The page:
The Washington Times
Democratic presidential nominee Hillary Clinton champions wars to effectuate regime change. Their immorality, illegality and stupidity do not diminish Mrs. Clinton’s enthusiasm for treating independent nations as serfs of the United States.
As first aady, she warmly supported the Iraq Liberation Act of 1998, which made it the policy of the Unites States to overthrow Iraqi President Saddam Hussein. As United States Senator, she invoked the 1998 policy in voting for the 2002 Authorization to Use Military Force Against Iraq. Saddam’s successors proved a cure worse than the disease. Shiite dominated governments allied with Iran, oppressed Sunnis, Kurds, and Turkmen, and created a power vacuum that gave birth to the Islamic State of Iraq and Syria (ISIS). Our national security has been weakened.
As secretary of state in 2011, Mrs. Clinton vocally supported the war against Libya to overthrow Muammar Gaddafi on the heels of his abandonment of weapons of mass destruction. She boasted with the dripping arrogance of Julius Caesar after Gaddafi’s death: “We came, we saw, he died.” She insisted that regime change in Libya was for humanitarian purposes. She agreed with President Barack Obama that to be faithful to “who we are,” we must overthrow governments that are oppressing their citizens by force and violence.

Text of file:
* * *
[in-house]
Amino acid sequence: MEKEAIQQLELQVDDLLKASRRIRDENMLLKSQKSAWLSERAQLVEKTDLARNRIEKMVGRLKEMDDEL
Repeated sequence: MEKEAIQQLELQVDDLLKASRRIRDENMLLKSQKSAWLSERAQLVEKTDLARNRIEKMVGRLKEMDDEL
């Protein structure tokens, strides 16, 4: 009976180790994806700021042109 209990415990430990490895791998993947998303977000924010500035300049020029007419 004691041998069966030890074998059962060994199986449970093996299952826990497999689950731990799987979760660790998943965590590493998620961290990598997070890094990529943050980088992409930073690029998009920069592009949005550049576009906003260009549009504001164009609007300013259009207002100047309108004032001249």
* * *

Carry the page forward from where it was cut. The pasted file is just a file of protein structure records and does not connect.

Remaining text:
Like the French Bourbons who forgot nothing and learned nothing, Mrs. Clinton eagerness to initiate wars for regime change was undiminished by the Iraq and Libya debacles. She urged war against Syria to oust President Bashar al-Assad. She confidently insinuated that we could transform Syria into a flourishing democracy sans James Madisons, George Washingtons or Thomas Jeffersons because of our unique nation-building genius. She forgot South Sudan. We midwifed its independence in 2011. Despite our hopes and prayers, the new nation descended into a gruesome ongoing civil war including child soldiers between the Dinka led by President Salva Kiir and the Nuer led by former Vice President Riek Machar. More than 50,000 have died, more than 2.2 million have been displaced, and a harrowing number have been murdered, tortured or raped. South Sudan epitomizes our nation-building incompetence.
Wars for regime change are immoral. We have not been tasked by a Supreme Being to appraise foreign nations like a schoolmarm and to invade those to whom we have superciliously assigned a failing grade. As Jesus sermonized in Matthew 7: 1-3: